Article:Target Blood Pressure in Patients with Diabetes: Asian Perspective (5011260)
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Title: Yonsei Medical Journal
Target Blood Pressure in Patients with Diabetes: Asian Perspective
- Sungha Park
- Kazuomi Kario
- Chang-Gyu Park
- Qi-Fang Huang
- Hao-min Cheng
- Satoshi Hoshide
- Ji-Guang Wang
- Chen-Huan Chen
- Characteristics On the ManagEment of Hypertension in Asia-Morning Hypertension Discussion Group (COME Asia MHDG)
1Division of Cardiology, Cardiovascular Hospital, Yonsei Health System, Seoul, Korea.
2Division of Cardiovascular Medicine, Department of Medicine, Jichi Medical University School of Medicine, Shimotsuke, Japan.
3Division of Cardiology, Korea University College of Medicine, Seoul, Korea.
4Centre for Epidemiological Studies and Clinical Trials, The Shanghai Institute of Hypertension, Ruijin Hospital, Shanghai Jiaotong University School of Medicine, Shanghai, China.
5Department of Medical Education, Taipei Veterans General Hospital, and Department of Medicine, National Yang-Ming University School of Medicine, Taipei, Taiwan.
Publication date (ppub): 11/2016
Publication date (epub): 8/2016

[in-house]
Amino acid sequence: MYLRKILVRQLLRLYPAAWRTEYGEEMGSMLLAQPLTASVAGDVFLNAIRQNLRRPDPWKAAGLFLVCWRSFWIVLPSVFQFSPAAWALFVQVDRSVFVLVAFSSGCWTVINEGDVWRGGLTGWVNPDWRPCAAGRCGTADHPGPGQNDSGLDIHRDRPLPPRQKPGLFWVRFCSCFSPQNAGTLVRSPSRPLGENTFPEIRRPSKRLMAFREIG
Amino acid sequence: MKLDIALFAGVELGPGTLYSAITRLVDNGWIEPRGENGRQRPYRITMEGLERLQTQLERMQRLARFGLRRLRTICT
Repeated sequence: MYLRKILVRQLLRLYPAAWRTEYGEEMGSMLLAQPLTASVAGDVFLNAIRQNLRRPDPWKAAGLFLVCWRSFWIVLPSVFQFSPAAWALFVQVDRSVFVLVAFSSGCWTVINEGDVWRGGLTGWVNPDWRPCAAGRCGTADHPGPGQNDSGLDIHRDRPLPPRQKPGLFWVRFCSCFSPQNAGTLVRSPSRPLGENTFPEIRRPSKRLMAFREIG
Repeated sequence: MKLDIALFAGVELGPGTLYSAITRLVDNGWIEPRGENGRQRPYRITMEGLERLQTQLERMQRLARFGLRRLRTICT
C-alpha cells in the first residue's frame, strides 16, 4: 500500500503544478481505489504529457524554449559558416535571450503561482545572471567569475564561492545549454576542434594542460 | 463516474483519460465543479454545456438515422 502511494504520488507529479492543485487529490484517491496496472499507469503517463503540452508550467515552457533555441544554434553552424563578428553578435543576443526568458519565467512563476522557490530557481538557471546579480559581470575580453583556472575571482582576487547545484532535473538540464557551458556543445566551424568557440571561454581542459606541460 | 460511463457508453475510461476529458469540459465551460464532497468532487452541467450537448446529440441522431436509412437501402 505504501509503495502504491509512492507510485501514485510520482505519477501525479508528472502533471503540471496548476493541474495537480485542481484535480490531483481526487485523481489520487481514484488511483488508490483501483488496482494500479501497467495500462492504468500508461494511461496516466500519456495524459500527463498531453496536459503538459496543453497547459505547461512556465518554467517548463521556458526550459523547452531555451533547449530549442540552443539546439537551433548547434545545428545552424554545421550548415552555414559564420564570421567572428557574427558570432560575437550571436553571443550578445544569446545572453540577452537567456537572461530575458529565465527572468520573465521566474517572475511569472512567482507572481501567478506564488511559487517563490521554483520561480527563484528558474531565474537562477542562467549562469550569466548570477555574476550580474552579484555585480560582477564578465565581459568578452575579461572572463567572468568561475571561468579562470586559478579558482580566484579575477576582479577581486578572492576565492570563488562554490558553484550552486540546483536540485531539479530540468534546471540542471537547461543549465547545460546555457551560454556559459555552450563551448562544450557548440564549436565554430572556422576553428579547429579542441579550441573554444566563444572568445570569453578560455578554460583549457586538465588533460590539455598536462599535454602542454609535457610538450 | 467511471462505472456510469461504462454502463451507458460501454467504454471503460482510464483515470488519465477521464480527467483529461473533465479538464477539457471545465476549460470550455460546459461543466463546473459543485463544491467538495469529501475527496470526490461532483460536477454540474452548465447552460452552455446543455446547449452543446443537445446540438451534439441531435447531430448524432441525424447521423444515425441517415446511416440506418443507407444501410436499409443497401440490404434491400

Recently, the Action to Control Cardiovascular Risk in Diabetes (ACCORD) blood pressure (BP) trial enrolled 4733 participants with type 2 diabetes and randomized them to a target systolic blood pressure (SBP) of less than 120 mm Hg or 140 mm Hg. Despite the significant difference in the achieved SBP, there was no significant difference in the incidence of primary outcomes. Based on this evidence, the target SBP for diabetics has been revised in the majority of major guidelines. However, there is a steeper association between SBP and stroke in Asians than other ethnicities, with stroke being the leading cause of cardiovascular mortality. This suggests that target BP in the Asian region should be tailored towards prevention of stroke. In the ACCORD study, the intensive BP treatment was associated with significant reductions in both total stroke and non-fatal stroke. The results from the ACCORD study are supported by a subgroup analysis from the ONgoing Telmisartan Alone and in combination with Ramipril Global Endpoint Trial (ONTARGET) study, which showed that, in diabetic patients, the risk of stroke continues to decrease to a SBP value of 115 mm Hg with no evidence of J curve. As diabetes is highly associated with underlying coronary artery disease, there is a justified concern for adverse effects resulting from too much lowering of BP. In a post hoc analysis of 6400 diabetic subjects enrolled in the International Verapamil SR-Trandolapril (INVEST) study, subjects with SBP of less than 110 mm Hg were associated with a significant increase in all-cause mortality. In the ONTARGET study, at any levels of achieved SBP, diastolic blood pressure (DBP) below 67 mm Hg was associated with increased risk for cardiovascular outcomes. As such, a prudent approach would be to target a SBP of 130–140 mm Hg and DBP of above 60 mm Hg in diabetics with coronary artery disease. In conclusion, hypertension, in association with diabetes, has been found to be significantly correlated with an elevated risk for cardiovascular events. As the association between stroke and BP is stronger in Asians, compared to other ethnicities, consideration should be given for a target BP of 130/80 mm Hg in Asians.